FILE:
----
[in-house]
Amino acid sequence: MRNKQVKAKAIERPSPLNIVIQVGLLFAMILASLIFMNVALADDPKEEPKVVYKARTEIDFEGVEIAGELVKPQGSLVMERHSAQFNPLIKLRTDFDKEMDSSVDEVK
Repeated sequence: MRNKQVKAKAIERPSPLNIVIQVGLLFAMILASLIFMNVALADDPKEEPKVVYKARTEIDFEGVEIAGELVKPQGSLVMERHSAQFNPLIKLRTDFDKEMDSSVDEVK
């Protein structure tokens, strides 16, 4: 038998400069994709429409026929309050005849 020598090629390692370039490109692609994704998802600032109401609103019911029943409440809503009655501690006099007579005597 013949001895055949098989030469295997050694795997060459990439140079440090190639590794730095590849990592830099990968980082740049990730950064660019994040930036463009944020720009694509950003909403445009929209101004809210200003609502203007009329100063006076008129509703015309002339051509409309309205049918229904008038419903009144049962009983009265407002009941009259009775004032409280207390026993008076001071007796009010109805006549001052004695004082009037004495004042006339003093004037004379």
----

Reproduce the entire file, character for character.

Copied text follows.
[in-house]
Amino acid sequence: MRNKQVKAKAIERPSPLNIVIQVGLLFAMILASLIFMNVALADDPKEEPKVVYKARTEIDFEGVEIAGELVKPQGSLVMERHSAQFNPLIKLRTDFDKEMDSSVDEVK
Repeated sequence: MRNKQVKAKAIERPSPLNIVIQVGLLFAMILASLIFMNVALADDPKEEPKVVYKARTEIDFEGVEIAGELVKPQGSLVMERHSAQFNPLIKLRTDFDKEMDSSVDEVK
């Protein structure tokens, strides 16, 4: 038998400069994709429409026929309050005849 020598090629390692370039490109692609994704998802600032109401609103019911029943409440809503009655501690006099007579005597 013949001895055949098989030469295997050694795997060459990439140079440090190639590794730095590849990592830099990968980082740049990730950064660019994040930036463009944020720009694509950003909403445009929209101004809210200003609502203007009329100063006076008129509703015309002339051509409309309205049918229904008038419903009144049962009983009265407002009941009259009775004032409280207390026993008076001071007796009010109805006549001052004695004082009037004495004042006339003093004037004379």